Louisa Willcox talks with a man who pulls no punches when talking about the management problems of the ecosystems and the political dominance of the livestock industry over all other values on public lands. Chuck Neal, ecologist, author, and grizzly bear expert, and old friend and colleague spent 40 years as an ecologist working for the Departments of Interior and Agriculture across the West, from New Mexico to Montana, with a special emphasis on wilderness and habitat. Chuck has a passion for grizzly bears and has spent countless hours in Yellowstone’s backcountry in the company of bears. His book, Grizzlies in the Mist makes for a fascinating read.
"…The grizzly bear has always been the symbol of wild America. I’ve often said the wolf may be the voice of wild America, but the grizzly bear is the symbol, the spirit of wild America. It’s a highly iconic species… And looking ahead through the lens of an ecologist, it became apparent early on that he is what we call an umbrella species. If we can protect suitable habitat for our bear to have a self-sustaining population, we can also protect the habitat needed for the great host of other species that occupy our western wildlands."
"…There is a conflict over who really controls those lands and that conflict primarily… comes from the livestock industry who have grazed these lands for probably a century or more, and they still see these lands as belonging rightfully to them. From my perspective it’s simply a question: is society going to let that status stand? Are we going to allow our public lands be used primarily for private livestock taking precedence over public wildlife, or are we going to turn that around and say public lands must have a priority use for public wildlife rather than private livestock?"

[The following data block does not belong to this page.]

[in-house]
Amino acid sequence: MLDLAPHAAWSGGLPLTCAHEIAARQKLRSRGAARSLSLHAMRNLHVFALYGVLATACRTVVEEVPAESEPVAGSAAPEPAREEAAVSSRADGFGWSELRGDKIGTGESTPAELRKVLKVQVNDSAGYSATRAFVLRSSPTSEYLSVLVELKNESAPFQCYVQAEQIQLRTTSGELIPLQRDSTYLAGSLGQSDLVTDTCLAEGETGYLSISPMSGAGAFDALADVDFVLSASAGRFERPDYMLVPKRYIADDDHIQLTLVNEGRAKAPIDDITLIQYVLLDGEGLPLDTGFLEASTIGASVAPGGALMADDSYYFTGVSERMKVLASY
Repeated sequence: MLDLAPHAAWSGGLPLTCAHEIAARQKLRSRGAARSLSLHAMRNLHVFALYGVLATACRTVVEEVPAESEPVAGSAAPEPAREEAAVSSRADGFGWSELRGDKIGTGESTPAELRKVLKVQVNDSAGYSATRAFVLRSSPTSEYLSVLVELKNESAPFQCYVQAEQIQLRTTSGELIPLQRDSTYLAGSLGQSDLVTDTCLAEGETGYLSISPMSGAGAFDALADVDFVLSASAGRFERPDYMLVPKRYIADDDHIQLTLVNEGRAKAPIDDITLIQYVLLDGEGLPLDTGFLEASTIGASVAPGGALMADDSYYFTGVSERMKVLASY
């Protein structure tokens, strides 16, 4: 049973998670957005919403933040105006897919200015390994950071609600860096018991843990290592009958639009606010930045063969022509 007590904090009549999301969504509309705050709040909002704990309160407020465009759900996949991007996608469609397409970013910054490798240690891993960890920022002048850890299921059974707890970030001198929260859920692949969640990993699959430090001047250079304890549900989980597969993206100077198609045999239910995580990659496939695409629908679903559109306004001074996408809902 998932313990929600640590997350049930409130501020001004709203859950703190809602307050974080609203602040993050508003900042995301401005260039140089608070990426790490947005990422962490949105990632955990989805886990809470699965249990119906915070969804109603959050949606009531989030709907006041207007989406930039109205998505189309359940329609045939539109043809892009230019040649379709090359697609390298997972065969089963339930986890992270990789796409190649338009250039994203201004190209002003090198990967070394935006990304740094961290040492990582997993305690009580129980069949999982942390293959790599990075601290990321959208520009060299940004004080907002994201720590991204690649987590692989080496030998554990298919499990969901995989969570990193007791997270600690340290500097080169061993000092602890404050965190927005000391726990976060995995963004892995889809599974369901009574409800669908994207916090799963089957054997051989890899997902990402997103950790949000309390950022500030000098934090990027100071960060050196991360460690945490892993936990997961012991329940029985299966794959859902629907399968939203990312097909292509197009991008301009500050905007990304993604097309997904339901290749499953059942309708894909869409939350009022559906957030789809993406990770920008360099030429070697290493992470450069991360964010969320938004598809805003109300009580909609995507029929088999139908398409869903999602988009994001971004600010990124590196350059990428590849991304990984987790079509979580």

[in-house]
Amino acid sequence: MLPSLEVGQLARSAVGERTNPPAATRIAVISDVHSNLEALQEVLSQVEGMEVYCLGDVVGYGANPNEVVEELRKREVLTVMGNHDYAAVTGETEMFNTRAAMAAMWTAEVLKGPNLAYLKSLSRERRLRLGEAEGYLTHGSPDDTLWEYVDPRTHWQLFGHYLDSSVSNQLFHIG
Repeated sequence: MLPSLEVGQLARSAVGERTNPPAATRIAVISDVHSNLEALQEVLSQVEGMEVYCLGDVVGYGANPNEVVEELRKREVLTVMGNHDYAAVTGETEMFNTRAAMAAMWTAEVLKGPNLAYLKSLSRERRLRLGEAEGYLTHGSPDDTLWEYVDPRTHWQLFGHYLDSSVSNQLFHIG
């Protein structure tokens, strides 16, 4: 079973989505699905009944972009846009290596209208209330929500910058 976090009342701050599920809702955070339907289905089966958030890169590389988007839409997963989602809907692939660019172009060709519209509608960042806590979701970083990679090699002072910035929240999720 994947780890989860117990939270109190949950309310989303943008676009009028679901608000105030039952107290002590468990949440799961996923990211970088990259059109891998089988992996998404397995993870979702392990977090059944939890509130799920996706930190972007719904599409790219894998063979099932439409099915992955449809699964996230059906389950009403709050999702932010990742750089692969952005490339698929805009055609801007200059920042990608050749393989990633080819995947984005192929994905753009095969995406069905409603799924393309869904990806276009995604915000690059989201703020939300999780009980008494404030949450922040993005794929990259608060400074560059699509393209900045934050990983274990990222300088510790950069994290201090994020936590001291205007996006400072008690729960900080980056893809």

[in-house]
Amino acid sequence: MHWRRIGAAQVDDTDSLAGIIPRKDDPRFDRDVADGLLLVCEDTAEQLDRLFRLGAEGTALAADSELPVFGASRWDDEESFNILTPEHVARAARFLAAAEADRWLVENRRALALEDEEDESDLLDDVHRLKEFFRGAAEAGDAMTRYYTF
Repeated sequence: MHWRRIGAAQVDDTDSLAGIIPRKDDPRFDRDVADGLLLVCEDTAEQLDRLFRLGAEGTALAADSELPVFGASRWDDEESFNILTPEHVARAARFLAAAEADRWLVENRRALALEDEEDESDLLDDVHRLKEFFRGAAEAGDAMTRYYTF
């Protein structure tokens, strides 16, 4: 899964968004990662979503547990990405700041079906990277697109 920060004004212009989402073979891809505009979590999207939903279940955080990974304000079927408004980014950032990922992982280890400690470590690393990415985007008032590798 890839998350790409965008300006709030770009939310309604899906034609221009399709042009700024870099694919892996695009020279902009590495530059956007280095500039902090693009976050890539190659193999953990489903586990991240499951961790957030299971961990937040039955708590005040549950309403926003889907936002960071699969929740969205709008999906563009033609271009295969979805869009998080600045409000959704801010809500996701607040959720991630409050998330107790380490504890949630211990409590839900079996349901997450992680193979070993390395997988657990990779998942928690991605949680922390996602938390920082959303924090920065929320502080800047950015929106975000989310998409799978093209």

"Delisting: As far as I’m concerned, delisting will stop the recovery of grizzly bears in its tracks. By that I don’t mean to say it’s going to mean the elimination of the bear population. There will continue to be a grizzly population in the Yellowstone Ecosystem, that is the area directly around the Park itself, for an indeterminate amount of time. But it will not be what we could call a recovered population. They’re going to be more appropriately termed a “relic population”, an “open-air zoo” population, as it were. Because recovery itself, which requires an expanding population into previously occupied habitat by bears, would no longer be taking place."
"If it were not for the Endangered Species Act, I think the bears would be just struggling to survive in Yellowstone Park today. The Endangered Species Act forced the states and forced us as a people to show a degree of tolerance for a large omnivore who on occasion can be dangerous, but most of the time is not."
"My view is that the top-level opportunistic omnivorous carnivore such as the grizzly bear is simply too important a species to permit provincial views to take control over their management -- and that’s exactly what will happen within the states."
"I’ve had bears come within six feet of me, on either side of me, in front of me, slide to a stop. They’re so close they throw sticks and stones at my face, and I just continue talking and I’ve never had a claw or tooth mark on me. But I apologize to the bear while I was going through this process and the bear let me off. Sometimes with a second or third charge, but still let me off."
Grizzlies in the Mist, by Chuck Neal
Bear Attacks: Their Causes and Avoidance, by Stephen Herrero